The term "Classical Piano" generally refers to piano music that was composed and notated in Europe in the period of time from around 1750 to the early 20th century. Some of the distinguishing elements of classical piano include musical development of repeated motifs, alteration of motifs, thematic expansion and the use of notation to fully realize the composer's intent.
The accomplished classical pianist has to develop technical mastery of the instrument, good sight reading skills, a solid understanding of tonal and harmonic concepts, and familiarity with musical styles from different periods.
Looking for classical piano music books? See my recommendations for beginning and intermediate level pianists.
Do you have a favorite classical pianist? Tell the world!
You can Add Your Own Page here!
A Brief History of Classical Music and Classical Piano
Time Divisions (approximate)
Medieval - 450 to 1400
Renaissance - 1400 to 1600
"Common Practice" Period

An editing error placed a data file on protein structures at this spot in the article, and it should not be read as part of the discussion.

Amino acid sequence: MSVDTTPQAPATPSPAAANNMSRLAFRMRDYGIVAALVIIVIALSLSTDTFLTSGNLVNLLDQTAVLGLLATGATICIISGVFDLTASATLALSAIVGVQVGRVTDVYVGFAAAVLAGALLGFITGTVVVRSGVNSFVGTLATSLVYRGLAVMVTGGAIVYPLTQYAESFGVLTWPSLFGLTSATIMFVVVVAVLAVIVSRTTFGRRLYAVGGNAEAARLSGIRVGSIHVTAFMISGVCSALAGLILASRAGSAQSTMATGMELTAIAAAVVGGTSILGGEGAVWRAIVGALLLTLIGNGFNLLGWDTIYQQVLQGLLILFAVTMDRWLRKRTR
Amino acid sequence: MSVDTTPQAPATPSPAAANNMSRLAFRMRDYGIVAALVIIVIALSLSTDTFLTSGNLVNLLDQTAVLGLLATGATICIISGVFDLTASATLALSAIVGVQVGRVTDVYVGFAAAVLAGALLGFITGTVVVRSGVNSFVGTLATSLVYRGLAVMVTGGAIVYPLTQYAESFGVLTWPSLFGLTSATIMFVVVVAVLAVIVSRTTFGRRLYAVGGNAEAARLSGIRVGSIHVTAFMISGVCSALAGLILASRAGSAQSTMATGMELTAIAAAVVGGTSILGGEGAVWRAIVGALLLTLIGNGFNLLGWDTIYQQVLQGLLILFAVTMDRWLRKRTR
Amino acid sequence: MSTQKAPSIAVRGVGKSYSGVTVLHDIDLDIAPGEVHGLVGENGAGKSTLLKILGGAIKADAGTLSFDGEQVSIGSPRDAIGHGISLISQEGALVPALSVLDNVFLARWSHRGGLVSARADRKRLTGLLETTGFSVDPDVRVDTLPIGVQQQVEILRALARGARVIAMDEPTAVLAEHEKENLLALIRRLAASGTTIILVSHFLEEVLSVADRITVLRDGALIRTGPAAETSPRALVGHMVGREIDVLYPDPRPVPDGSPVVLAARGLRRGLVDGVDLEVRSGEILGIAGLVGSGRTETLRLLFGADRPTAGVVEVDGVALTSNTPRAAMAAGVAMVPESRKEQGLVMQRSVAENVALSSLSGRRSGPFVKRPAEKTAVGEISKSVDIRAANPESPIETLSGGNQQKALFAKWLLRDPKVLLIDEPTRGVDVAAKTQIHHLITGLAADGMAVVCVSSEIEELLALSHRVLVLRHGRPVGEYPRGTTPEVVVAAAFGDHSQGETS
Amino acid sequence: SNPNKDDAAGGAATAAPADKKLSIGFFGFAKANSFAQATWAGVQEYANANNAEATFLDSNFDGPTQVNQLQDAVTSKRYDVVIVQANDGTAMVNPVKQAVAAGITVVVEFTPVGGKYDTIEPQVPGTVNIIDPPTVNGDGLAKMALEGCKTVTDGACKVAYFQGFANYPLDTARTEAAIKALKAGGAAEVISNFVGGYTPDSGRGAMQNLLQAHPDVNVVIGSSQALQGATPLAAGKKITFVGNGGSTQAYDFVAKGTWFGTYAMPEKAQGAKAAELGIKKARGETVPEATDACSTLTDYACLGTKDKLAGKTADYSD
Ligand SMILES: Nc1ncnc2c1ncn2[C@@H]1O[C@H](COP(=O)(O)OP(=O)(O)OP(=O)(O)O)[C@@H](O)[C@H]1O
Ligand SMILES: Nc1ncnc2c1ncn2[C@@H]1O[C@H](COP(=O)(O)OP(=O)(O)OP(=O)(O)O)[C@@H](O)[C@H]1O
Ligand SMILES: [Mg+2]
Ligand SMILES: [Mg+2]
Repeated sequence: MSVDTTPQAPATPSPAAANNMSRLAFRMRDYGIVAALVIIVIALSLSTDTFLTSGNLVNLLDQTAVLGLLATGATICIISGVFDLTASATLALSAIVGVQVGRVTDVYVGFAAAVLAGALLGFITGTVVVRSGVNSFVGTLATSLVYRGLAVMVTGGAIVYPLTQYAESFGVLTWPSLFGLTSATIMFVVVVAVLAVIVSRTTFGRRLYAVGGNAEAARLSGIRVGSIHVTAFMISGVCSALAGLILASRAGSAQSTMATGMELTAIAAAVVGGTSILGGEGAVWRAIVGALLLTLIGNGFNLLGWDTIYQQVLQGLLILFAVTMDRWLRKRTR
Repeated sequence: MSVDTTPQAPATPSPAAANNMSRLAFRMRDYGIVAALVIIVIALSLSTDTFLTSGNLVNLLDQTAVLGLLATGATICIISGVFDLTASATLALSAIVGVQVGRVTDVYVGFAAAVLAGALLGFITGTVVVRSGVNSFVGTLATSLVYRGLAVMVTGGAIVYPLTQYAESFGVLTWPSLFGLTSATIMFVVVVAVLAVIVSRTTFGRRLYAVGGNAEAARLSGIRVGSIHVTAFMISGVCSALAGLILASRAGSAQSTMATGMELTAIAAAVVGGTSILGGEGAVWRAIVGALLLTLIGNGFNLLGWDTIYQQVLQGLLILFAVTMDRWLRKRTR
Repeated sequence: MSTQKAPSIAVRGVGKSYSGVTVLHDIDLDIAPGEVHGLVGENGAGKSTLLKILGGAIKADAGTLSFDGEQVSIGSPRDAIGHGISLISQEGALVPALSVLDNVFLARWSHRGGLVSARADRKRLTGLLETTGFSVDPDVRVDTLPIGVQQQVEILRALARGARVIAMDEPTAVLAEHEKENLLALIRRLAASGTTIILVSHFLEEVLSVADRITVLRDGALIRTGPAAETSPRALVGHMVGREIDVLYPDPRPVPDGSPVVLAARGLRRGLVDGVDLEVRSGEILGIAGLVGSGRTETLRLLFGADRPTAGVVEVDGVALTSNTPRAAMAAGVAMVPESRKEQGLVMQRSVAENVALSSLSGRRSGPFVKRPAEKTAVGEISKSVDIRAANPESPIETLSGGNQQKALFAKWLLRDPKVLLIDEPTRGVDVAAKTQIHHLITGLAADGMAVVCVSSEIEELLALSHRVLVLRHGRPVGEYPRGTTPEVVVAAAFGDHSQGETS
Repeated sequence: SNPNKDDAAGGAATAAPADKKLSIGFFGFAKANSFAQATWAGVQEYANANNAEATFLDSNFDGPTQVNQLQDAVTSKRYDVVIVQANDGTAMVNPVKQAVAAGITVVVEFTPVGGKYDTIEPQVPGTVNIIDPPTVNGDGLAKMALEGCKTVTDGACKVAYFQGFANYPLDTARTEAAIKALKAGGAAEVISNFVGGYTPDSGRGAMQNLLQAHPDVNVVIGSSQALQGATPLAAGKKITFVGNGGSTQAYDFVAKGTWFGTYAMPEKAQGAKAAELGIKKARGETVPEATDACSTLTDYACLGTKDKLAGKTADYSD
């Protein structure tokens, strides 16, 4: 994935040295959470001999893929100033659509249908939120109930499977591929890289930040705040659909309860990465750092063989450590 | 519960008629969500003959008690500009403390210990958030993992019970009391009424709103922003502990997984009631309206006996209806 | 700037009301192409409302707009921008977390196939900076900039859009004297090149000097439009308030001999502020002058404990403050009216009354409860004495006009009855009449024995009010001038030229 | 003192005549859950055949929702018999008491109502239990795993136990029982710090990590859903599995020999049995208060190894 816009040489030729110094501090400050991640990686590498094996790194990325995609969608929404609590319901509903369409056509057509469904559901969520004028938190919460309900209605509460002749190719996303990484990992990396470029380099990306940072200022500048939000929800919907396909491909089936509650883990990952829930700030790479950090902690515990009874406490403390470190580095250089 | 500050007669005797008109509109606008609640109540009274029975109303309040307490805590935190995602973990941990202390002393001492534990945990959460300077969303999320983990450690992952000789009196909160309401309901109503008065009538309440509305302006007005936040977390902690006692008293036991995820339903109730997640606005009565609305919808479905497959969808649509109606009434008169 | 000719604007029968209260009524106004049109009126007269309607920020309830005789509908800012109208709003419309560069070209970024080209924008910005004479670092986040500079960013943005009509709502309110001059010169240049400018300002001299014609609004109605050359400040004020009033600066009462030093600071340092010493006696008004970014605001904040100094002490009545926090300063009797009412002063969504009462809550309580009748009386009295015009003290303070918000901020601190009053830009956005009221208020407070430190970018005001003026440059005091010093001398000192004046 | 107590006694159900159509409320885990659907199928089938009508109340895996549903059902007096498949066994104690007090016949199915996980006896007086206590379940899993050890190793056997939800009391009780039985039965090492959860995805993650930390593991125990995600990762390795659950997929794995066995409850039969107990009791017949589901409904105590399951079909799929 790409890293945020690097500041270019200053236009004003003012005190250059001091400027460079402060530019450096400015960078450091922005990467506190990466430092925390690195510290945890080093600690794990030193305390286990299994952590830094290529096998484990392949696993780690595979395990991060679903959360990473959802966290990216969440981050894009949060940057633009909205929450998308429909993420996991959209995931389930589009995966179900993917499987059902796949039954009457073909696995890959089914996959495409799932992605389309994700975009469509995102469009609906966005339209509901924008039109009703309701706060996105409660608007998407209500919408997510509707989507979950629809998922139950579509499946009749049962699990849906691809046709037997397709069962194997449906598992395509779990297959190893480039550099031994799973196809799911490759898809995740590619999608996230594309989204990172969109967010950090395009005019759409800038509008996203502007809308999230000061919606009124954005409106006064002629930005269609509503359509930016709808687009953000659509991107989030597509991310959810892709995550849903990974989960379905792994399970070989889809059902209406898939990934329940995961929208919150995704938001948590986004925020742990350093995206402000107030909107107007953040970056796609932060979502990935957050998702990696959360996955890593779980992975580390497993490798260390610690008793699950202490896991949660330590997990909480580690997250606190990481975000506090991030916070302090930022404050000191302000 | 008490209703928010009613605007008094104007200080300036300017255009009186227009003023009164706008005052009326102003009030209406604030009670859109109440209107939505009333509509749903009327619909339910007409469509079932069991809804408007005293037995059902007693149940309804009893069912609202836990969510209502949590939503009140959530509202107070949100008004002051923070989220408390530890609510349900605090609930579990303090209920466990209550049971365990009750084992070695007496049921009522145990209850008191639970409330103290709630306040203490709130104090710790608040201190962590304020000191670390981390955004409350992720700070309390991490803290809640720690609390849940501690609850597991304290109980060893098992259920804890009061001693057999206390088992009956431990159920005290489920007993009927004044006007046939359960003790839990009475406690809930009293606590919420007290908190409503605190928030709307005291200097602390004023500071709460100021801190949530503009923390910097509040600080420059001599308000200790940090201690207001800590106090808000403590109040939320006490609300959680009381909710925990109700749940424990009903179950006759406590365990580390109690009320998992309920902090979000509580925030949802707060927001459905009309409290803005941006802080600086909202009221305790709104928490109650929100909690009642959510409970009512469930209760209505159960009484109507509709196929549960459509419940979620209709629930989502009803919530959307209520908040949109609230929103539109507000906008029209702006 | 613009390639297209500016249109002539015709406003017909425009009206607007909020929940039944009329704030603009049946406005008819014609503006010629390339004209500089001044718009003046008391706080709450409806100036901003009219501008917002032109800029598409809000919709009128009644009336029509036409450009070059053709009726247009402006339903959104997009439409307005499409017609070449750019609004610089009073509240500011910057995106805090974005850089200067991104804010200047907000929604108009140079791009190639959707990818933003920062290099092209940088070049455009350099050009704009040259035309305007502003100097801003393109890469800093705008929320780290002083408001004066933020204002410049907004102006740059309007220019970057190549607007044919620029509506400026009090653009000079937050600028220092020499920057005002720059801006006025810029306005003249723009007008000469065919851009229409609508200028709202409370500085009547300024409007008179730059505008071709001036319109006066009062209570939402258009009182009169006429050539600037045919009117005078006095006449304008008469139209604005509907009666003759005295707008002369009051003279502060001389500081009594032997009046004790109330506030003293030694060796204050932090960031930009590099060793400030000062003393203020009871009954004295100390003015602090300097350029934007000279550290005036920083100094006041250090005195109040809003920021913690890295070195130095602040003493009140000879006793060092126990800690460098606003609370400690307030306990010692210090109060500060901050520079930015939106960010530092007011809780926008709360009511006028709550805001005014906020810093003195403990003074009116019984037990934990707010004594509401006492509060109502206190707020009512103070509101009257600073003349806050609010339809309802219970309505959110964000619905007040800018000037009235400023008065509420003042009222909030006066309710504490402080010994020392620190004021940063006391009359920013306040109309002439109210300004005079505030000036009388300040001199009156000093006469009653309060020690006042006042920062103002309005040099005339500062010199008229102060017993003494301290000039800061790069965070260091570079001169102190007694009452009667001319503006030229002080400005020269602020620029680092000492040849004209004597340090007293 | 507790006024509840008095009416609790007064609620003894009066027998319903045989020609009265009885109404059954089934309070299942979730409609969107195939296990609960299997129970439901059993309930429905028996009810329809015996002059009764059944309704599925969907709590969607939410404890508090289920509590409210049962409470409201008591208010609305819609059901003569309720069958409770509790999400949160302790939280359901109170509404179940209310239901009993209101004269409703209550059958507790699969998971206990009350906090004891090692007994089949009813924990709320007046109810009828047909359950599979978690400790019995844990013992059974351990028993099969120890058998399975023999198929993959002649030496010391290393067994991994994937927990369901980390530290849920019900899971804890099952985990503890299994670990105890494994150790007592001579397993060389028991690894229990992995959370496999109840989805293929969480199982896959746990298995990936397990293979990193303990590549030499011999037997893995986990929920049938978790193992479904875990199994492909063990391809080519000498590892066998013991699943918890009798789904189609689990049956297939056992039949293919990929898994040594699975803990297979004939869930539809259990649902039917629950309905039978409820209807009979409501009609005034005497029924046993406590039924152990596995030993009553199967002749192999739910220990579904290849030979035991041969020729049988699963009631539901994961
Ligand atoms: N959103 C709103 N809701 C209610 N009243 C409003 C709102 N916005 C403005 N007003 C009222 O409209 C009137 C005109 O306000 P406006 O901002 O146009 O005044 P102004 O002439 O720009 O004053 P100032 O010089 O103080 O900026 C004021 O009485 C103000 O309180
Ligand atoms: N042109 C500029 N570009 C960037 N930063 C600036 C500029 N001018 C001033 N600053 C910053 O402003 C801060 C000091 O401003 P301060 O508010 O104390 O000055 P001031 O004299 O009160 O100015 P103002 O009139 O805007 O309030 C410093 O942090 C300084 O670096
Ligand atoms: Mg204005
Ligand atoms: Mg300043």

Baroque - 1600 to 1750
Classical - 1750 to 1820
Romantic - 1820 to 1910
Modern and Contemporary - 20th Century
Early Music : 450 - 1600
During the Medieval period, music was mostly monophonic, typified by the Gregorian chants and "plainsong." The Gregorian monks developed a type of musical notation that was a precursor to the modern musical staff. Other instruments were combined in the later Medieval years to create polyphonic music.
The Renaissance brought with it an expanded use of instrumentation, including some early keyboard instruments. The organ was becoming more widely used in churches, and with it the need for a more standardized notation was realized. Also, the printing press was in wide use, furthering the development of standard notation. Music was written for social dancing, and bass instruments were first developed.
The later Renaissance brought the common use of the harpsichord and clavichord, the two predecessors to the modern piano. Other instruments gaining wider use included lutes, flutes, bagpipes and the viol. By the late 16th century, more brass and string instruments were being used, including many that are still in use today.
"Common Practice" Period: 1600 - 1900
The Baroque Period: 1600 - 1750